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Racism and Islamophobia in Austria Where a Muslim Was Not Allowed To Buy A House

By Emran Feroz

June 29, 2019

A few weeks ago, Austria’s conservative-far-right coalition government collapsed after a corruption scandal. Its term in office was dominated by several controversial and specifically anti-Muslim policies. This itself was not a surprise given the anti-Muslim and anti-immigrant politics of the far-right Freedom Party, a constituent in the coalition.

The fall of the government, however, does not mean that racism and Islamophobia have been defeated. The most recent example of Islamophobia is the case of a Palestinian family. Abu El Hosna wanted to buy a house in Weikendorf, a small village in Lower Austria, but he was not given permission.

Problems, real and imagined

According to Johann Zimmermann, the village’s Mayor, the denial of permission was because “the different cultural spheres of the Islamic and the Western worlds share very different values, customs and practices”. Several people, including the potential neighbours of the Palestinian family, agreed with Mr. Zimmermann’s views.

However, many, including some Austrians who have lived for decades in the village, were shocked. The village lies near Vienna, Austria’s capital and a leading metropolis, and also next to the Slovakian border. Some locals claimed that racism or Islamophobia were not the “real problems” here.

Austrian daily Der Standard quoted a local as pointing out that residents or officials in the village did not have any problem with the Turkish families who moved in several years ago. The proportion of foreigners in Weikendorf is about 10%, which is also the State average.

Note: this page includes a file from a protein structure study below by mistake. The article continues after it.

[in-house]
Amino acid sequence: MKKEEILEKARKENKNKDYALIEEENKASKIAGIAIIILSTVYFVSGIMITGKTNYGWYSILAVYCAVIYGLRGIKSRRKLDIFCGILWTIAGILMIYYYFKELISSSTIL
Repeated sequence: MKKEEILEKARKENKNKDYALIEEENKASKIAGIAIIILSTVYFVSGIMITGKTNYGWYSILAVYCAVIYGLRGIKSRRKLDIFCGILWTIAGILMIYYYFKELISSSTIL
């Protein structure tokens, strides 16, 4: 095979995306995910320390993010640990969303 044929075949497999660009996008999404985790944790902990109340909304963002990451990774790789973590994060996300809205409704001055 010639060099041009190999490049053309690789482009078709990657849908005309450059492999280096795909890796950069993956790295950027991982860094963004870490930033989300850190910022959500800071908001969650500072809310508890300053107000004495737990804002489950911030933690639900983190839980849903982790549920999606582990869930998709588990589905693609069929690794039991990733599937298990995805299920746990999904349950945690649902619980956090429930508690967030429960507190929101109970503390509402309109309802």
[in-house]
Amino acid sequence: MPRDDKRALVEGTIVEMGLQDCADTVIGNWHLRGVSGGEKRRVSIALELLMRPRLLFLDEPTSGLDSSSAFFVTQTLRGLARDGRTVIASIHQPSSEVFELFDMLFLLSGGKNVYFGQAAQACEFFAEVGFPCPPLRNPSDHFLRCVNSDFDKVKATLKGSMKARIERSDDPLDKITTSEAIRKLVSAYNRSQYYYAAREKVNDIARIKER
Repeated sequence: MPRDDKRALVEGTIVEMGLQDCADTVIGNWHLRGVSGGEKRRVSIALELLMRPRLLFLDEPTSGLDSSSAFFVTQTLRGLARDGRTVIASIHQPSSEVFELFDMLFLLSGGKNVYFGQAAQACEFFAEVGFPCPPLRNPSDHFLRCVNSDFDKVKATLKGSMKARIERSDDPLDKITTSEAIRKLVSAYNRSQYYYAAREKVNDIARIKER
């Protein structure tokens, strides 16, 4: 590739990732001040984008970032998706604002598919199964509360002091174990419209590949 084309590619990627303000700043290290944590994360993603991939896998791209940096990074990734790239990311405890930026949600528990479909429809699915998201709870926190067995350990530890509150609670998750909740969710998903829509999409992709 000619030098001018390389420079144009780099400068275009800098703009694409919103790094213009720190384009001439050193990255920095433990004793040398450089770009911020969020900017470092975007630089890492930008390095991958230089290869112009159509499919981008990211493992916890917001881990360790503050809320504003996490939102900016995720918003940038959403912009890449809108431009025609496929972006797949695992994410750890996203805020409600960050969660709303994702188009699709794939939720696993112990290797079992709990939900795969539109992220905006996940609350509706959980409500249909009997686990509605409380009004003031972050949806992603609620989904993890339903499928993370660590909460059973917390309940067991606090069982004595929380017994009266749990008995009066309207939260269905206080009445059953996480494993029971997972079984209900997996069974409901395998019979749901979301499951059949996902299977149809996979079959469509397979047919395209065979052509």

It is obvious that not all the people living in Weikendorf have a racist bent of mind. However, there are increasing number of racist incidents in Austria targeting minorities and immigrants.

“Whatever happened behind the curtains, one thing should be clear: a Muslim family was not allowed to buy a house, and this is certainly a scandal. What would people say if they were not Muslim but Jewish, Hindu or Sikh?” asked Maryam Mohammadi, a 23-year-old student living in Vienna.

Mr. Hosna’s family embodied several images that some Austrians have come to consider as those of “enemies”. It was a Muslim-Arab family. Further, its members were refugees without Austrian citizenship, linked to their Palestinian background. The family was heavily attacked on social media. Many people supported what they believed was the “right decision” by Mayor Zimmermann. To them, the family “looked suspicious”.

This hostility towards the ‘Muslim enemy’ appears in many other places in Austria these days. A recent study by Vienna-based Initiative of Anti-Discriminatory Education revealed that Islamophobia appears to be the most common form of discrimination in Austrian schools and universities. Among the 260 cases examined, 122 could be linked to Islamophobia. Often, Muslim girls and women who wore headscarves were the targets.

“As a Muslim, I feel more and more uncomfortable in Austria. I don’t want to identify myself or our whole religious group as victims because, in fact, I’m tired of it. But the situation here just becomes worse. As long as our mothers and our aunts were cleaners, no one had problems with their headscarves. But after they become teachers or lawyers, they are being targeted,” pointed out Samir, a worker in Innsbruck, who didn’t want to share his full name.

These developments are deeply tied to the rightward shift the country’s politics has taken in the last few years.

However, Austria had a different past dating back to the imperial time when religions peacefully and respectfully co-existed.

The country recognised Islam as part of its public law and officially accepted it in 1912. Back then, Emperor Franz Joseph passed the “Islam Law” that ensured a modicum of self determination to the Muslims living in his Austro-Hungarian Empire.

The Emperor’s policy was not just open-minded, but also practical, since many Bosnian Muslims lived in the kingdom at that time and also fought for it.

What is happening in today’s Austria could make Franz Joseph turn in his grave.

Emran Feroz is a journalist based in Stuttgart, Germany.

Source: The Hindu, New Delhi